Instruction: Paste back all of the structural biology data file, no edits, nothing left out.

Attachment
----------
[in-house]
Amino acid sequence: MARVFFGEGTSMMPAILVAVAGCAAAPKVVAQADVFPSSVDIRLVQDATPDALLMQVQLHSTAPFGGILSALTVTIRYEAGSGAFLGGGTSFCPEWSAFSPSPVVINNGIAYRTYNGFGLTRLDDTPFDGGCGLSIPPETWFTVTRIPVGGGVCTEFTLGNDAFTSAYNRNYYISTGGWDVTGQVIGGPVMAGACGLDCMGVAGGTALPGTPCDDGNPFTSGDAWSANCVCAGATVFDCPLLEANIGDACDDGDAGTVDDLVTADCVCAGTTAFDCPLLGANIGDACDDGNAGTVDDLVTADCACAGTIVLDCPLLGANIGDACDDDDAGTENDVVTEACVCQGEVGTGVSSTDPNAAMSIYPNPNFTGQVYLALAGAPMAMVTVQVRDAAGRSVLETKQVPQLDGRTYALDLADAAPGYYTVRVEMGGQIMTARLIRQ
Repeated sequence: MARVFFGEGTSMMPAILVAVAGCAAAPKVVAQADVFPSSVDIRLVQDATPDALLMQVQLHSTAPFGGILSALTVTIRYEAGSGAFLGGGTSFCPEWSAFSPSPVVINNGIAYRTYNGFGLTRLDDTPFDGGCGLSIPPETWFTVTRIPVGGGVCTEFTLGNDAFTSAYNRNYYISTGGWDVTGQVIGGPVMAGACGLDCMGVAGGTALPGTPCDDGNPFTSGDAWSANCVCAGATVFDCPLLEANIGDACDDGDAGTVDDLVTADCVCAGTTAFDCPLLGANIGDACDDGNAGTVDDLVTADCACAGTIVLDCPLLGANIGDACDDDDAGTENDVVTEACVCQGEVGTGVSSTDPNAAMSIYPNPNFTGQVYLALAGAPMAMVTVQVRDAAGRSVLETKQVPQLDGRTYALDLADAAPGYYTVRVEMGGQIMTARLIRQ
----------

[in-house]
Amino acid sequence: MARVFFGEGTSMMPAILVAVAGCAAAPKVVAQADVFPSSVDIRLVQDATPDALLMQVQLHSTAPFGGILSALTVTIRYEAGSGAFLGGGTSFCPEWSAFSPSPVVINNGIAYRTYNGFGLTRLDDTPFDGGCGLSIPPETWFTVTRIPVGGGVCTEFTLGNDAFTSAYNRNYYISTGGWDVTGQVIGGPVMAGACGLDCMGVAGGTALPGTPCDDGNPFTSGDAWSANCVCAGATVFDCPLLEANIGDACDDGDAGTVDDLVTADCVCAGTTAFDCPLLGANIGDACDDGNAGTVDDLVTADCACAGTIVLDCPLLGANIGDACDDDDAGTENDVVTEACVCQGEVGTGVSSTDPNAAMSIYPNPNFTGQVYLALAGAPMAMVTVQVRDAAGRSVLETKQVPQLDGRTYALDLADAAPGYYTVRVEMGGQIMTARLIRQ
Repeated sequence: MARVFFGEGTSMMPAILVAVAGCAAAPKVVAQADVFPSSVDIRLVQDATPDALLMQVQLHSTAPFGGILSALTVTIRYEAGSGAFLGGGTSFCPEWSAFSPSPVVINNGIAYRTYNGFGLTRLDDTPFDGGCGLSIPPETWFTVTRIPVGGGVCTEFTLGNDAFTSAYNRNYYISTGGWDVTGQVIGGPVMAGACGLDCMGVAGGTALPGTPCDDGNPFTSGDAWSANCVCAGATVFDCPLLEANIGDACDDGDAGTVDDLVTADCVCAGTTAFDCPLLGANIGDACDDGNAGTVDDLVTADCACAGTIVLDCPLLGANIGDACDDDDAGTENDVVTEACVCQGEVGTGVSSTDPNAAMSIYPNPNFTGQVYLALAGAPMAMVTVQVRDAAGRSVLETKQVPQLDGRTYALDLADAAPGYYTVRVEMGGQIMTARLIRQ